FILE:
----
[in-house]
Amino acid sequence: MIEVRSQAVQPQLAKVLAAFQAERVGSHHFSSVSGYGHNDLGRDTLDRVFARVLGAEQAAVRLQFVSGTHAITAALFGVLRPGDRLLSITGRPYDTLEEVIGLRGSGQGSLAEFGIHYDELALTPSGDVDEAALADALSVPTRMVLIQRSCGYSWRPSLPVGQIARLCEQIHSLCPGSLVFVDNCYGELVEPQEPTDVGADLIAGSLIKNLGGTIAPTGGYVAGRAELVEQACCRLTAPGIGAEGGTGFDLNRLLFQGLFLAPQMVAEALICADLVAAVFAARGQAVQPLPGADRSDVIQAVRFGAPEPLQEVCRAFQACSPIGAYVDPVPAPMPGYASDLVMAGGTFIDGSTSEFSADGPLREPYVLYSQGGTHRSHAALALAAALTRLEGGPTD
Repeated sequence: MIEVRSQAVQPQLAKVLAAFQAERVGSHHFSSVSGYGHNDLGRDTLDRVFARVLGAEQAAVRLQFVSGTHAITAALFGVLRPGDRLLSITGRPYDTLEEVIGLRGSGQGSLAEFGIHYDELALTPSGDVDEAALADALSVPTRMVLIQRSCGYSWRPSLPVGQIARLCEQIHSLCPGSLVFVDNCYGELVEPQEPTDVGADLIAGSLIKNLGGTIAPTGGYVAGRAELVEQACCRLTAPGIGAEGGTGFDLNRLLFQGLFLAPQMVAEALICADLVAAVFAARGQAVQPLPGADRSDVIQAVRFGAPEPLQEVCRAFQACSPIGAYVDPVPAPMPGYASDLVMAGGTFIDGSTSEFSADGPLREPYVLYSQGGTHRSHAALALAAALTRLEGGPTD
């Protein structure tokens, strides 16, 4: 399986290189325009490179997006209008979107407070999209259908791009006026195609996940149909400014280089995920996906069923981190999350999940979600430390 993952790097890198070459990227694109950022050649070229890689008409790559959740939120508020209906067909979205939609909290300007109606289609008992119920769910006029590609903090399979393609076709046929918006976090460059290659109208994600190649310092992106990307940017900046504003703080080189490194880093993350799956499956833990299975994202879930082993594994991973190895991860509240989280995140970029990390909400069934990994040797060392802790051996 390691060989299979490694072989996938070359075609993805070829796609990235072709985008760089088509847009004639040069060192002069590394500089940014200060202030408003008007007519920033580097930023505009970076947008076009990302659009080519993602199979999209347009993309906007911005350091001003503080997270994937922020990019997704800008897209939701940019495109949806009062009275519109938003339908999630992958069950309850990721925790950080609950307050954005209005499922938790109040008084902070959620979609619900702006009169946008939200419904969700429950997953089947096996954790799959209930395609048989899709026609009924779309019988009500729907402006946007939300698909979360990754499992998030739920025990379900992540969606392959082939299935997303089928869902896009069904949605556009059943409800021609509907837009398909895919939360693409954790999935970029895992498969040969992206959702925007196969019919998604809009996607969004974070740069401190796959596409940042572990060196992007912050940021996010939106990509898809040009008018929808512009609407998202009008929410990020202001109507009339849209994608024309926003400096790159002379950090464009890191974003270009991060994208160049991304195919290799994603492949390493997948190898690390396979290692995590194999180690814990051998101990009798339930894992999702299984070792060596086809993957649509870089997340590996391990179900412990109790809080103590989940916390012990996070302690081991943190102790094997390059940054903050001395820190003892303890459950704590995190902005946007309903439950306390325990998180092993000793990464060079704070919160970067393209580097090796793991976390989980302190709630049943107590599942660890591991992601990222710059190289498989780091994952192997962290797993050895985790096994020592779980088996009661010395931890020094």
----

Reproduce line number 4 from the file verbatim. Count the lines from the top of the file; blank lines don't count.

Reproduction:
């Protein structure tokens, strides 16, 4: 399986290189325009490179997006209008979107407070999209259908791009006026195609996940149909400014280089995920996906069923981190999350999940979600430390 993952790097890198070459990227694109950022050649070229890689008409790559959740939120508020209906067909979205939609909290300007109606289609008992119920769910006029590609903090399979393609076709046929918006976090460059290659109208994600190649310092992106990307940017900046504003703080080189490194880093993350799956499956833990299975994202879930082993594994991973190895991860509240989280995140970029990390909400069934990994040797060392802790051996 390691060989299979490694072989996938070359075609993805070829796609990235072709985008760089088509847009004639040069060192002069590394500089940014200060202030408003008007007519920033580097930023505009970076947008076009990302659009080519993602199979999209347009993309906007911005350091001003503080997270994937922020990019997704800008897209939701940019495109949806009062009275519109938003339908999630992958069950309850990721925790950080609950307050954005209005499922938790109040008084902070959620979609619900702006009169946008939200419904969700429950997953089947096996954790799959209930395609048989899709026609009924779309019988009500729907402006946007939300698909979360990754499992998030739920025990379900992540969606392959082939299935997303089928869902896009069904949605556009059943409800021609509907837009398909895919939360693409954790999935970029895992498969040969992206959702925007196969019919998604809009996607969004974070740069401190796959596409940042572990060196992007912050940021996010939106990509898809040009008018929808512009609407998202009008929410990020202001109507009339849209994608024309926003400096790159002379950090464009890191974003270009991060994208160049991304195919290799994603492949390493997948190898690390396979290692995590194999180690814990051998101990009798339930894992999702299984070792060596086809993957649509870089997340590996391990179900412990109790809080103590989940916390012990996070302690081991943190102790094997390059940054903050001395820190003892303890459950704590995190902005946007309903439950306390325990998180092993000793990464060079704070919160970067393209580097090796793991976390989980302190709630049943107590599942660890591991992601990222710059190289498989780091994952192997962290797993050895985790096994020592779980088996009661010395931890020094």